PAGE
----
‘Frivolous’ climate change suit provokes ire of Texas AG, accuses liberals of trying to enact policy through courts

By David Yates | Jun 13, 2018

AUSTIN – Texas Attorney General Ken Paxton didn’t hold back following a hearing to dismiss New York City’s climate change lawsuit, accusing “liberal politicians” of trying to “enact disastrous policies through the courts because they have been unable to do so through the ballot box.”

AUSTIN – Texas Attorney General Ken Paxton didn’t hold back following a hearing to dismiss New York City’s climate change lawsuit, accusing “liberal politicians” of trying to “enact disastrous policies through the courts because they have been unable to do so through the ballot box.”

On June 13, the world’s leading energy companies requested a federal judge toss the city’s suit, which seeks to pin the blame for climate change, and the costly natural disasters that supposedly occur as a result, on big oil.

Earlier this year, New York City sued ExxonMobil, Chevron and others for damages caused by Hurricane Sandy and the cost to safeguard its coastlines from future events.

"Extreme climate change activists, working in tandem with New York City’s liberal Mayor Bill de Blasio, think they have finally found a way to force their radical climate change agenda on the entire nation while driving up energy costs for ordinary, hardworking Americans,” Paxton said in a statement.


Paxton  

“The City of New York, along with liberal mayors and trial lawyers across the country, want to extract billions of dollars from a handful of oil and natural gas companies based on the entirely unproven claim that those companies are responsible for climate change and global warming.”

Paxton’s not the only one who believes the courts aren’t the correct forums for enacting climate change policy.

On June 11, Investor’s Business Daily published an opinion piece authored by Richard Weekley, senior chairman for Texans for Lawsuit Reform, who says the “legal system has been weaponized for a full-scale attack on a critical player in America's economy.”

“Legislation — not lawsuits — is a more effective avenue to address an issue this complex. Not least of all because with little oversight of private lawyers and no strings attached to the dollars recovered in these climate change cases, there is no rational reason to believe a legal settlement would have any meaningful impact on our nation's environmental challenges,” the op-ed states.

“Our legal system is not the correct forum for crafting public policy, and our courts were never intended to bypass the legislative process in pursuit of anyone's personal agenda. Twelve citizens on a jury should never stand in for 535 elected members of Congress or our 50 state legislatures.

“Climate change is an intricate issue that requires serious discussion and public deliberation. But enterprising trial attorneys will do us all a tremendous disservice if they succeed in forcing the outcome of these complex considerations through litigation.”

In California, numerous cities and counties have filed suits attempting to hold big oil responsible for rising sea levels and potential flooding.

Weekley argues attorneys are attempting to “cash in on climate change.”

“They've partnered with mayors, environmental activists and states' attorneys general to wage a legally dubious crusade against our nation's oil and gas producers — all on contingency fee contracts for the lawyers, of course,” the opinion piece states.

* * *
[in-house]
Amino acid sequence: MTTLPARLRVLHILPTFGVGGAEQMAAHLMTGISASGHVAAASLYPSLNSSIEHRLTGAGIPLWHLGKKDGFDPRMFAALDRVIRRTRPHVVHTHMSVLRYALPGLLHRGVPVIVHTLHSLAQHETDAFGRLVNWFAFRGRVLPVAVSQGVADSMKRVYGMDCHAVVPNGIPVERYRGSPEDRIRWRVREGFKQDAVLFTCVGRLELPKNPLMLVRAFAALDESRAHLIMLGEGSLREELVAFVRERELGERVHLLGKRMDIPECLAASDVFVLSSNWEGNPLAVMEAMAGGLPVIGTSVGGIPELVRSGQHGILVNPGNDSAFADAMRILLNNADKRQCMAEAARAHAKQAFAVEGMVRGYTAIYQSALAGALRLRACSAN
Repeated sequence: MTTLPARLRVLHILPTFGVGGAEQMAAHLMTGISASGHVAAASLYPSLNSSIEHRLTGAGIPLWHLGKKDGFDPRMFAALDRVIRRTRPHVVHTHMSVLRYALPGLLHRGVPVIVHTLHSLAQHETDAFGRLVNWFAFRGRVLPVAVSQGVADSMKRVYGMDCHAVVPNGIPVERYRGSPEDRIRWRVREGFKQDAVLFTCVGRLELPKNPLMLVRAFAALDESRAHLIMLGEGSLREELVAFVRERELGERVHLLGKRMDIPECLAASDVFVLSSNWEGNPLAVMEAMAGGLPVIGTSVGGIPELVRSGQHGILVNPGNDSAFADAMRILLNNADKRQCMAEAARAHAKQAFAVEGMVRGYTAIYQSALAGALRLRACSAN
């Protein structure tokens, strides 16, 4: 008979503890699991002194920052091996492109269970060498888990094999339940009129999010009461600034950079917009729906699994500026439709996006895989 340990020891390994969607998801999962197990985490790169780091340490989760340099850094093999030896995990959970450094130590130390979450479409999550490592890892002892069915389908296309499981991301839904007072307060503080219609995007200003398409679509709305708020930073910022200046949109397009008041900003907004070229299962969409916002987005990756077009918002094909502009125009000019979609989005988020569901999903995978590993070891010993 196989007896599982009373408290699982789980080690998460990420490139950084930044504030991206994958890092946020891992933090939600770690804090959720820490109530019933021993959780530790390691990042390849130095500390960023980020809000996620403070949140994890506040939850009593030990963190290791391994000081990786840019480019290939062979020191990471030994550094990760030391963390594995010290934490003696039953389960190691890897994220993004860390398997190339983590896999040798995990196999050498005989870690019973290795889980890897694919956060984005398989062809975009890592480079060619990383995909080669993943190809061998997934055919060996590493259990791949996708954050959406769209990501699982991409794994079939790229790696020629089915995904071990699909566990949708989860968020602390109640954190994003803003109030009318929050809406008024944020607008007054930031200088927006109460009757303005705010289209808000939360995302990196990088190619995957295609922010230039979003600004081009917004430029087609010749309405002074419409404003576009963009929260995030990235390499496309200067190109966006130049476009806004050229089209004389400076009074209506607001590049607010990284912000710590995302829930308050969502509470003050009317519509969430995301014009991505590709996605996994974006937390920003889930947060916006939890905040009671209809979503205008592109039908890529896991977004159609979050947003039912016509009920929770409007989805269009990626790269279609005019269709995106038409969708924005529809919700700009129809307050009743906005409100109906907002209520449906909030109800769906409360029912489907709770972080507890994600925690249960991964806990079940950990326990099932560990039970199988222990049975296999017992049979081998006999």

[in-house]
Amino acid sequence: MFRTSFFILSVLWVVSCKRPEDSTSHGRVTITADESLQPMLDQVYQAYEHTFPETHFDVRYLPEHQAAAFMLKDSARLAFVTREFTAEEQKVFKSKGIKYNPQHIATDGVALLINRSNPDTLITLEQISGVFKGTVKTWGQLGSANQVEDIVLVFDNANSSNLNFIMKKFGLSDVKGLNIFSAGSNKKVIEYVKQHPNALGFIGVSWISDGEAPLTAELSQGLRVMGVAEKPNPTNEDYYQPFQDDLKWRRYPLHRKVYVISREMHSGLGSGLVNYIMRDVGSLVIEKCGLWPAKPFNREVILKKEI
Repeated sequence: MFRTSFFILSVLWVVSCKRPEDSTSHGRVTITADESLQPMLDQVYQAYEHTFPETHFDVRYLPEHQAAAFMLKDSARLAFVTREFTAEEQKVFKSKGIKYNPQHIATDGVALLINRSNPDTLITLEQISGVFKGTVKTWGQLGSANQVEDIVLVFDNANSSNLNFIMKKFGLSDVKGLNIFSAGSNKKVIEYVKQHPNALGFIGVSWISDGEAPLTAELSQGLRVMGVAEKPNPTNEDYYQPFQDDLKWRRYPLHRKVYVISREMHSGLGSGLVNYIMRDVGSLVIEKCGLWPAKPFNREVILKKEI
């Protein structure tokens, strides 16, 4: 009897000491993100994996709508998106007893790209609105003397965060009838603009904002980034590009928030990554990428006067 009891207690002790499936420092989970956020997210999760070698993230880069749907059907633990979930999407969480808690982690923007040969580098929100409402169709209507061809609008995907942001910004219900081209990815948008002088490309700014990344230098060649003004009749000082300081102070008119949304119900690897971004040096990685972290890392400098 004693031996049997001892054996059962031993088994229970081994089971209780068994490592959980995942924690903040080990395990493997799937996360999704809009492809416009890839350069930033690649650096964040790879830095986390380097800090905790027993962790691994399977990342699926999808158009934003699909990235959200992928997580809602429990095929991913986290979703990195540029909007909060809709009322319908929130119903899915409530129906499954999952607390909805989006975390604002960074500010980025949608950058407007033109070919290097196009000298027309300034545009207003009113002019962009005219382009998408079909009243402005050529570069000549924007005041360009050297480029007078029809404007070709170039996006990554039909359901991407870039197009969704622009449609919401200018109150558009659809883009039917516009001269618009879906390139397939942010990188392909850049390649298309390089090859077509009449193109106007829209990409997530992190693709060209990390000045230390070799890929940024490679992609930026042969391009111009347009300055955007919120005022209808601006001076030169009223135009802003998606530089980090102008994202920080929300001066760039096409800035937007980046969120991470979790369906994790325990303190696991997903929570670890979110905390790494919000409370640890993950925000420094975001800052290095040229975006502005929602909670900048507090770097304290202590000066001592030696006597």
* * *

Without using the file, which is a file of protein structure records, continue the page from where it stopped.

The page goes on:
“As advocates for eradicating abuse from the legal system and restoring civil litigation to its appropriate role, these lawsuits are alarming to us because they stretch the law far beyond its intentions, ignore critical facts and involve private lawyers in a space meant for democratically elected decision makers.”

How a court could possibly quantify the role oil and gas companies played in contributing to climate change is a point also made in Weekley’s op-ed.

“How can anyone say with reasonable certainty what impact a single producer allegedly had and will have on our environment? Using the same logic, shouldn't everyone be held responsible for their share of climate-wrecking energy consumption? Families and farmers, truckers, manufacturers, businesses of all sizes, airlines — all demand cheap energy to fuel their activities,” the op-ed states.

“And the lawsuits make no mention of massive energy consuming nations, like China, which emit vast amounts of pollution into the atmosphere. Even the cities and counties themselves that have brought the lawsuits emit pollution into the atmosphere every day through municipal services like garbage collection or the police and fire departments.

“Where exactly do they factor into all of this?

Paxton believes it’s “absurd” to place the blame for climate change on only a few energy companies, and says the “attempt to manipulate the courts” as an “end-run around” to the legislative process has already been tried before and rejected by the Supreme Court.

“In fact, Justice Ruth Bader Ginsburg wrote the Court’s unanimous opinion that district courts have no jurisdiction to claim damages from global climate change,” Paxton said in the statement. “The Court ruled that this issue instead belongs in the hands of Congress and the EPA. The Southern District of New York should rule the same way and save millions in unnecessary litigation fees paid by taxpayers.

“We all depend on affordable, reliable energy and a handful of profitable energy companies should not be forced to defend themselves in costly, unfounded lawsuits.”

Want to get notified whenever we write about ExxonMobil ?

Sign-up Next time we write about ExxonMobil, we'll email you a link to the story. You may edit your settings or unsubscribe at any time.

Organizations in this Story

ExxonMobil

More News

The Record Network